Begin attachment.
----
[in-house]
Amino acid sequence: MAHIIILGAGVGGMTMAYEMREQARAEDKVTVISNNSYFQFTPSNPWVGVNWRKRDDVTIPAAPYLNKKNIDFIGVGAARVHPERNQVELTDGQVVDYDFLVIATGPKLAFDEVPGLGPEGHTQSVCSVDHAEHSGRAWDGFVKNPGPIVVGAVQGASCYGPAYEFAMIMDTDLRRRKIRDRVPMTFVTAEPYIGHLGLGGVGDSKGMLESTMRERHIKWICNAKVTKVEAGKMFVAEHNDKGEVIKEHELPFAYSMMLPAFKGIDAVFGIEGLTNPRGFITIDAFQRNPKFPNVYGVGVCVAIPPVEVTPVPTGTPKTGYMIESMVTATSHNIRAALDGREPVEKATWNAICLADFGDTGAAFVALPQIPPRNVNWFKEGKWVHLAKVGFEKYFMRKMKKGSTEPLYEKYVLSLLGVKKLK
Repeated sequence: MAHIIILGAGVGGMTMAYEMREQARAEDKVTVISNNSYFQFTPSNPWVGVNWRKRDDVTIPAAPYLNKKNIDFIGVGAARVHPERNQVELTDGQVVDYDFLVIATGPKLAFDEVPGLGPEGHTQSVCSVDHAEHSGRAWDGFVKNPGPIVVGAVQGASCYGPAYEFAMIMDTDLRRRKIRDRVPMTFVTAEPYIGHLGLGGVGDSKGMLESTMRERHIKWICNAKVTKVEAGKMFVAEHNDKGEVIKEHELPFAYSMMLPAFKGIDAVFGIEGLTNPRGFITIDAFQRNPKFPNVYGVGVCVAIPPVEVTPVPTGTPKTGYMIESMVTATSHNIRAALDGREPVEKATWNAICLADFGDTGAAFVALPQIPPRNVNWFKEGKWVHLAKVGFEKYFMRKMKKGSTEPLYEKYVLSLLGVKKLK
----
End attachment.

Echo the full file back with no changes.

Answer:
[in-house]
Amino acid sequence: MAHIIILGAGVGGMTMAYEMREQARAEDKVTVISNNSYFQFTPSNPWVGVNWRKRDDVTIPAAPYLNKKNIDFIGVGAARVHPERNQVELTDGQVVDYDFLVIATGPKLAFDEVPGLGPEGHTQSVCSVDHAEHSGRAWDGFVKNPGPIVVGAVQGASCYGPAYEFAMIMDTDLRRRKIRDRVPMTFVTAEPYIGHLGLGGVGDSKGMLESTMRERHIKWICNAKVTKVEAGKMFVAEHNDKGEVIKEHELPFAYSMMLPAFKGIDAVFGIEGLTNPRGFITIDAFQRNPKFPNVYGVGVCVAIPPVEVTPVPTGTPKTGYMIESMVTATSHNIRAALDGREPVEKATWNAICLADFGDTGAAFVALPQIPPRNVNWFKEGKWVHLAKVGFEKYFMRKMKKGSTEPLYEKYVLSLLGVKKLK
Repeated sequence: MAHIIILGAGVGGMTMAYEMREQARAEDKVTVISNNSYFQFTPSNPWVGVNWRKRDDVTIPAAPYLNKKNIDFIGVGAARVHPERNQVELTDGQVVDYDFLVIATGPKLAFDEVPGLGPEGHTQSVCSVDHAEHSGRAWDGFVKNPGPIVVGAVQGASCYGPAYEFAMIMDTDLRRRKIRDRVPMTFVTAEPYIGHLGLGGVGDSKGMLESTMRERHIKWICNAKVTKVEAGKMFVAEHNDKGEVIKEHELPFAYSMMLPAFKGIDAVFGIEGLTNPRGFITIDAFQRNPKFPNVYGVGVCVAIPPVEVTPVPTGTPKTGYMIESMVTATSHNIRAALDGREPVEKATWNAICLADFGDTGAAFVALPQIPPRNVNWFKEGKWVHLAKVGFEKYFMRKMKKGSTEPLYEKYVLSLLGVKKLK